1. Responses to the consultation should be sent by 20 June 2011 to:
Office of the Sentencing Council
Steel House, 11 Tothill Street
London SW1H 9LJ
Tel: 020 3334 0475
Fax: 020 3334 0406
A shorter public consultation paper, a separate draft guideline, a resource assessment, an equality impact assessment, a research report and an online questionnaire are also available during this consultation period. These can be found at: http://www.sentencingcouncil.org.uk/
2. The guideline will cover the following offences
Fraudulent evasion of a prohibition by bringing into or taking out of the UK a controlled drug – Misuse of Drugs Act (section 3) and Customs & Excise Management Act 1979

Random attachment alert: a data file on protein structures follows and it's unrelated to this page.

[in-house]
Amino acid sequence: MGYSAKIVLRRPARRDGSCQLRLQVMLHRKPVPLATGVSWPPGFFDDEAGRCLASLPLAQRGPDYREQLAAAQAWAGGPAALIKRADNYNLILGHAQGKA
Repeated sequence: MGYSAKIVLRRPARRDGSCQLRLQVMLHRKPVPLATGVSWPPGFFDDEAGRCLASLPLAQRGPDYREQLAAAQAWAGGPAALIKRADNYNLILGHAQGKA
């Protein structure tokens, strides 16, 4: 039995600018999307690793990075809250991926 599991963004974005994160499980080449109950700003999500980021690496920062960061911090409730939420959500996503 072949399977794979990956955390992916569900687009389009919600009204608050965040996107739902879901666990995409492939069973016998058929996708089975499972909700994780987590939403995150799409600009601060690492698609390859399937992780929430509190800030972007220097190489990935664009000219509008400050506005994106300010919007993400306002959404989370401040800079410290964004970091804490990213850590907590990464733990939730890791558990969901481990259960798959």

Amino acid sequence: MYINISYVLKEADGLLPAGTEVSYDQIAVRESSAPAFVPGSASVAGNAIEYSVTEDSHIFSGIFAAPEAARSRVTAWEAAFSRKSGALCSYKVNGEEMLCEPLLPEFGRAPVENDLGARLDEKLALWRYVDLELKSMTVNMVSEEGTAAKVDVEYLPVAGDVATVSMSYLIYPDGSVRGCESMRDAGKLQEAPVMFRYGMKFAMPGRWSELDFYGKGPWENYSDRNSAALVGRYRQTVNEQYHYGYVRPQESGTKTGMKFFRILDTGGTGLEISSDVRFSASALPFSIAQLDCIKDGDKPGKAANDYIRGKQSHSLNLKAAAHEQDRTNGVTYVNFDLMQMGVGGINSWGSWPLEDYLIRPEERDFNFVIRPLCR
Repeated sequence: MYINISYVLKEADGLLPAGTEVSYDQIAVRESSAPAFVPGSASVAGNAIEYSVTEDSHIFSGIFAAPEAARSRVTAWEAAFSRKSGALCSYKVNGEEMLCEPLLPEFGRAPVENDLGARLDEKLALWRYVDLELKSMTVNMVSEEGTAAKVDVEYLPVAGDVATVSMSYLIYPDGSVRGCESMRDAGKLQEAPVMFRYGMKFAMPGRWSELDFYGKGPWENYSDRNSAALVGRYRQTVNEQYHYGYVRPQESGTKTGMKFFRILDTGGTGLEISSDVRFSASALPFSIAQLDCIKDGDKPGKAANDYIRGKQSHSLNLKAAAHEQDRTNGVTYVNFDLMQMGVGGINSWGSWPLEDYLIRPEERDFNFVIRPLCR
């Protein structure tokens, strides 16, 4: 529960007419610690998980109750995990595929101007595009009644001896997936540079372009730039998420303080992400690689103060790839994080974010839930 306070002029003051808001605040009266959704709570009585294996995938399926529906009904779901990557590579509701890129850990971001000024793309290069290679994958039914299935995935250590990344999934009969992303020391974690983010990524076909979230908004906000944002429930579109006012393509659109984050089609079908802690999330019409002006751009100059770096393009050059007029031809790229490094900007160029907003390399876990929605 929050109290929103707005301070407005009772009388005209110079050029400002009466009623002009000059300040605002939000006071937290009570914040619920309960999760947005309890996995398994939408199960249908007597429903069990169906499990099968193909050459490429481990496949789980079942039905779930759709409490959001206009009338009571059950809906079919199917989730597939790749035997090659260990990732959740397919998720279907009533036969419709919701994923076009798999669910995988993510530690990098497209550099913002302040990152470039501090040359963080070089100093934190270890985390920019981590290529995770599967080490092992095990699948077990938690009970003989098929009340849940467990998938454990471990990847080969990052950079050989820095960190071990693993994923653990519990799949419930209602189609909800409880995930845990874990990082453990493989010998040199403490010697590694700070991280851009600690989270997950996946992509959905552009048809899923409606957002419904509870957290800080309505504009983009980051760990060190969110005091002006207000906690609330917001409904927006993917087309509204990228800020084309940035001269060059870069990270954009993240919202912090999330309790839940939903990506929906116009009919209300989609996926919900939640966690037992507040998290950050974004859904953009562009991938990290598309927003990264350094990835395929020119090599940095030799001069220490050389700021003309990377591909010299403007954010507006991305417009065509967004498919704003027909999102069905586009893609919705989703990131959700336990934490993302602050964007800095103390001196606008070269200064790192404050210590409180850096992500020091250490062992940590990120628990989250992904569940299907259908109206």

This offence occurs when an offender is knowingly engaged in bringing into or taking out of the UK a controlled (illegal) drug. There is a wide range of possible levels of an offender’s involvement in this type of operation, and therefore an offender’s role is a key consideration when determining the seriousness of the offence. An offender can be sentenced to a maximum of life imprisonment for an offence involving Class A drugs, and to a maximum of 14 years’ imprisonment and/or an unlimited fine for offences involving Class B or C drugs.
Supplying or offering to supply a controlled drug – Misuse of Drugs Act 1971 (section 4(3))